The owners of the shuttered Badlands golf course in west Las Vegas filed a lawsuit in federal court this week against the city and two city councilmen. The owners are arguing city officials violated their rights to build on the land.
Mark Hutchison said the City of Las Vegas and Councilmen Bob Coffin and Steve Seroka don’t treat his clients equally when it comes to building on the 250-acre property in Summerlin.
“At every turn, despite the fact that the planning commission and the city staff would recommend approval, the city council has voted against it,” Hutchison said.
That’s why the owners who closed on the land in late 2016 filed a complaint in federal court claiming bias and prejudice.
According to Hutchinson, “This really is about government abuse.”
The lawsuit cites Seroka who commented last year about the proposed development.
“Over my dead body will I allow a project that will drive property values down 30 percent in just a year,” Seroka said during a public meeting.
The lawsuit also refers to a comment Coffin made regarding, Yohan Lowie, the CEO of EHB Cos., who has proposed multiple developments on the land.
“You’ve got to stop treating these people like a bunch of unruly Palestinians getting thrown a concrete block, the settlement being thrown into their land, right there,” Coffin said at a public meeting in February 2017.
Coffin’s remarks regard Lowie’s treatment of the people who oppose the development. The lawsuit said Coffin’s discrimination towards the developer is based on “Lowie’s Israeli ethnicity and Jewish faith.”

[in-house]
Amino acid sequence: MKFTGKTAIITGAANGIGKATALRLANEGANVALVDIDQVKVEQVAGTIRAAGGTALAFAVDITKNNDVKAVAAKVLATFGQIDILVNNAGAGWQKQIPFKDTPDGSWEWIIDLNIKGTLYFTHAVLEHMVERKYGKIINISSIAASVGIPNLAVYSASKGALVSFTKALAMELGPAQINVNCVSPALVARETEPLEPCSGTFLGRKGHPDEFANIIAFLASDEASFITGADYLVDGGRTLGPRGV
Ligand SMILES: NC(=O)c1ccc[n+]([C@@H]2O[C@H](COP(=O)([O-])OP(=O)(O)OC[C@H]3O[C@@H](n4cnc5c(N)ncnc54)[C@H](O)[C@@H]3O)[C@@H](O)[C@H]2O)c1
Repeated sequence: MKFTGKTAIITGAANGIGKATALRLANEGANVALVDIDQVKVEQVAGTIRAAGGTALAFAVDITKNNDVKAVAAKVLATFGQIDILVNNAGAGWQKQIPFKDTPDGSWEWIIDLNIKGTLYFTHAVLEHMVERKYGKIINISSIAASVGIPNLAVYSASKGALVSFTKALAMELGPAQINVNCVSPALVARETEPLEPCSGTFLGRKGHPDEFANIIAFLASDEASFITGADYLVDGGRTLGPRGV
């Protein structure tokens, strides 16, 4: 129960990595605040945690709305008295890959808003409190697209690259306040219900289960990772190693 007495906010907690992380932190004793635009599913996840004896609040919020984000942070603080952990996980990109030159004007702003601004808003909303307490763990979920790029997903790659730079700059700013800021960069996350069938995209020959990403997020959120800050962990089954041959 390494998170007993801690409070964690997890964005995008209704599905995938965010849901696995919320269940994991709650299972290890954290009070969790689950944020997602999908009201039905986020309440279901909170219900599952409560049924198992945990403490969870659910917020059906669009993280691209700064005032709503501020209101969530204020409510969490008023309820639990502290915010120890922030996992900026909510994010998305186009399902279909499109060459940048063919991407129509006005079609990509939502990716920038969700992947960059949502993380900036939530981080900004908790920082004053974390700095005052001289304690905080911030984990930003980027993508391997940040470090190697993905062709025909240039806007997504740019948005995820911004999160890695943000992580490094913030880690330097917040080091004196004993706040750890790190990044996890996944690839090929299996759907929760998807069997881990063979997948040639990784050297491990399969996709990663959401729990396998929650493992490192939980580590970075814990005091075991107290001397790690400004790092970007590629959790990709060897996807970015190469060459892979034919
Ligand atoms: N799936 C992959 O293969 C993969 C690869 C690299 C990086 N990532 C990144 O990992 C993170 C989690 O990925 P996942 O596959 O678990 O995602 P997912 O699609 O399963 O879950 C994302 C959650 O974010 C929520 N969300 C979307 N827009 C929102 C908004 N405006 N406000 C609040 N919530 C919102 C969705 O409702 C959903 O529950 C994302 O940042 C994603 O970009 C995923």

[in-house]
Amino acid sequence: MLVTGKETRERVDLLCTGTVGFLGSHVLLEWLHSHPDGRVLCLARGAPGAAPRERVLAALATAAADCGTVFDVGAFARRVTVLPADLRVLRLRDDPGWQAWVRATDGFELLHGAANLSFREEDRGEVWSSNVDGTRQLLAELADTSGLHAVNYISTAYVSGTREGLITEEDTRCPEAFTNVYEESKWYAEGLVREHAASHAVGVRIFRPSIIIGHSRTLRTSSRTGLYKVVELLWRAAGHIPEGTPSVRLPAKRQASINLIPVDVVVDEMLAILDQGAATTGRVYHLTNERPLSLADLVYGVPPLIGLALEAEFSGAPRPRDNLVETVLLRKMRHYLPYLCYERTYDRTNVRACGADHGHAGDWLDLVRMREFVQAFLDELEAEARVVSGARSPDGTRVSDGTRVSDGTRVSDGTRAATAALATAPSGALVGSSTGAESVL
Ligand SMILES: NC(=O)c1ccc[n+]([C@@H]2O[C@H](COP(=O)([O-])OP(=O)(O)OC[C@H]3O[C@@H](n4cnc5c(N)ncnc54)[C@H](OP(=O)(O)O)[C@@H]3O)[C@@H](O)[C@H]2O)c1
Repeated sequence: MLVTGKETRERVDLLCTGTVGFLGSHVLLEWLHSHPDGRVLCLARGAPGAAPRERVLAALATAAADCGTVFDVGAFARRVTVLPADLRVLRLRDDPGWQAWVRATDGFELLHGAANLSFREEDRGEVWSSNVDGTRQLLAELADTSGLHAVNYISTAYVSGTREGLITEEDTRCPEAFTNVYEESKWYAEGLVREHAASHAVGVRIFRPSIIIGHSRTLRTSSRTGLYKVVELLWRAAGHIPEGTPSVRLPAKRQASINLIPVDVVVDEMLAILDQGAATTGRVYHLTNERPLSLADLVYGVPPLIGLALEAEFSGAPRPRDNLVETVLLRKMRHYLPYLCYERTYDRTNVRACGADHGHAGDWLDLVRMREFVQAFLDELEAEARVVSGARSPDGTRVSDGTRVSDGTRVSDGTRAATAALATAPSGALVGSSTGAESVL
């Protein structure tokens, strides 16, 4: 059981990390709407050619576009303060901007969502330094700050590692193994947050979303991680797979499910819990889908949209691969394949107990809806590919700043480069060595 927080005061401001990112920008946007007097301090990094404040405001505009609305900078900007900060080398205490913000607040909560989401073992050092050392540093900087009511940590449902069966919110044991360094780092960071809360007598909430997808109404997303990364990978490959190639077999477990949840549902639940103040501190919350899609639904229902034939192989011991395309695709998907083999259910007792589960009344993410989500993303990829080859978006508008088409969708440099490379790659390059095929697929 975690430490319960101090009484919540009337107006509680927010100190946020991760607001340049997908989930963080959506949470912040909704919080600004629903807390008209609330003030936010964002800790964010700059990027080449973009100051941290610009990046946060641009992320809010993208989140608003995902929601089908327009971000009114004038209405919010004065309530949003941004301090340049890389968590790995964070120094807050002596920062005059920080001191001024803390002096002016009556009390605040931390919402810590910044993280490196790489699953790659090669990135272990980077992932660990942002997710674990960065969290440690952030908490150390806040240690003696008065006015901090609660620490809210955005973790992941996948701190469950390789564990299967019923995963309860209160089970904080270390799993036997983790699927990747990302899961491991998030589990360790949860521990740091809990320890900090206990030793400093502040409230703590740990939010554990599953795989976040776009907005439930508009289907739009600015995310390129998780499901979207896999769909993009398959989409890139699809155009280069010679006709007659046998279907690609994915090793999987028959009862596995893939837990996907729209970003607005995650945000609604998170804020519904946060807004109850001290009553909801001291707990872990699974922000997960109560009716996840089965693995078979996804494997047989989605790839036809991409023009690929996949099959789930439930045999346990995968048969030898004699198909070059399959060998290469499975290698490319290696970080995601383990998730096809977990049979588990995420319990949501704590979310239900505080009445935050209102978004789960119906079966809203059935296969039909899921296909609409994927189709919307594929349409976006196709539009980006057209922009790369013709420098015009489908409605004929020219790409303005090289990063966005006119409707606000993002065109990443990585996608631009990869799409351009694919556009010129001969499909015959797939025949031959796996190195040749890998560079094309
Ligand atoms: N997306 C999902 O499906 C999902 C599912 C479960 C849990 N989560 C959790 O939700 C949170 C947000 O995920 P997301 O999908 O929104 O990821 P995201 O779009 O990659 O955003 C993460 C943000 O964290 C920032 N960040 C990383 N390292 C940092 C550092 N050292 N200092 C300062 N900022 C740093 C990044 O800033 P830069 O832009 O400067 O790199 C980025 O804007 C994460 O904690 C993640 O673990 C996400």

“He has clearly said that my client is wrong and has compared him in a very derogatory fashion,” Hutchison said.
However, neighbors who live in the Queensridge community right by the course disagree.
“This is just an intimidation of the city,” said Frank Schreck, a longtime gaming lawyer who lives on the golf course.
He argues this is a tactic by Lowie.
“His whole thing is bullying residents, and since he’s not making a lot of progress with us, he’s now bullying the city,” Schreck said.
Many neighbors oppose the proposed development of homes and condos on the land. A court decision earlier this month regarding the property states modification of the master plan for the community is needed before residential development can come.
Hutchison counters in the lawsuit that applications submitted are consistent with city zoning and that the land “abuts the common interest community commonly known as Queensridge.”
The complaint adds the golf course is “not governed by the Master
Declaration of Covenants, Conditions, Restrictions, and Easements of Queensridge.”